Due to the current pandemic and lockdown measures, there has been an increasing number of people going on daily walks, running, or even cycling. There has therefore been an increasing number of people who have tripped and fell due to a pothole in the road or on the pavement as they have been poorly maintained.
Your Council, Local Authority and the Highways Agency are responsible for maintaining the standards of the roads we use.
A pothole is considered unsafe when it has a depth of more than 22mm on a footpath, or 40mm on a road.
How do Pothole’s form?
Cracking and chipping can occur in a road when extreme weather hits. When water gets into these holes, especially in wintery weather, they begin to freeze and thaw. These holes then develop into potholes.
Who is responsible for the pothole?
Under section 41 of the Highways Act 1980, the Highway Authority has a legal duty to maintain public roads and pavements, and must be able to show that they monitor roads for damage, and repair any potholes quickly. If your injuries were caused by a pothole on a public road, your claim would usually be made against the Highway Authority or local council. But in some cases, the pothole might have been caused by a utility company failing to properly re-surface the road or pavement after carrying out work – if this applies to your accident, your claim would be brought against the utility company instead.
If your accident was caused by a pothole on privately owned property, such as a shop car park, you may be able to claim against the owner of the property if you can show that they’ve failed to maintain it or warn you of the hazard.
What do you need to make a claim?
In order to assist your Solicitor the following information is useful for the best chances of a successful outcome:
- Photographs of where the accident took place and the pothole which caused it, if it is safe to do so (e.g. you’re not in the middle of a busy road) put a ruler or a standard size item like a £1 coin in the pothole to make it clear how deep it is.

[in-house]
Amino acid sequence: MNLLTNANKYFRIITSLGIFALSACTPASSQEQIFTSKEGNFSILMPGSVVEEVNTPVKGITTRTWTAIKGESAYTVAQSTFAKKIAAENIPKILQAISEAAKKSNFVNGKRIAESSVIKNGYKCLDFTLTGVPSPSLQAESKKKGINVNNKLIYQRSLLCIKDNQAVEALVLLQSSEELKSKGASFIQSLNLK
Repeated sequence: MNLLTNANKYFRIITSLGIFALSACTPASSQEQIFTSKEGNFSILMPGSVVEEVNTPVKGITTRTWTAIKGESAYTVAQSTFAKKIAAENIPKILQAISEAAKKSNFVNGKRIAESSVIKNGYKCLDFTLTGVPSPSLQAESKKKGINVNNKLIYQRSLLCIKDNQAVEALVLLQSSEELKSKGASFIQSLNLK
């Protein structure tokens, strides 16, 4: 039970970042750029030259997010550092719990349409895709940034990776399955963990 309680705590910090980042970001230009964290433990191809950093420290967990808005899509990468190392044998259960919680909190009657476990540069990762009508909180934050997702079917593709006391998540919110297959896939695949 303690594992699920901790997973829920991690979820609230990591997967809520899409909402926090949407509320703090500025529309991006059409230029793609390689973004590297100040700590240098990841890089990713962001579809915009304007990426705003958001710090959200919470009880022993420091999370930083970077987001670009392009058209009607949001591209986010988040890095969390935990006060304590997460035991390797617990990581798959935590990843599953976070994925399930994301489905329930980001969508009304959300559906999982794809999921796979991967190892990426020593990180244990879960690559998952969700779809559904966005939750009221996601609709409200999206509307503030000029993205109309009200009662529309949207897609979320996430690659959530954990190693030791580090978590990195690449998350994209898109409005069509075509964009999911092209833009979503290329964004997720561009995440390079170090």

- Measurements of the pothole of defect in the road/on the pavement (width and depth/height of the hole)
- Photos of your injuries and any damage to your property
- CCTV footage if possible
- Names and contact details of any witnesses and anyone else involved in the accident
There are two hurdles you must overcome in order to pursue a successful claim against a local authority:
- Breach of duty under section 41 of the Highways Act 1980; and
- Statutory defence afforded to the local authority under section 58 of the Highways Act 1980.
The court will have regard to a number of factors including the type of highway, the standard of repair expected and whether the Local Authority knew or should have known that it was likely to cause danger to users of the highway.
Are there any time limits to making a claim?
You usually need to make your claim within three years of when your accident happened. For pothole injuries where the defect can be repaired it helps to make your claim as soon as you can, to make it easier to gather evidence.
If you have had a fall due to a pothole that has caused you personal injury then contact one of our specialist Solicitors today using the enquiry form below or on 01623 468468.
A qualified member of our team will get in touch on the same day or the next working day.Request a Callback
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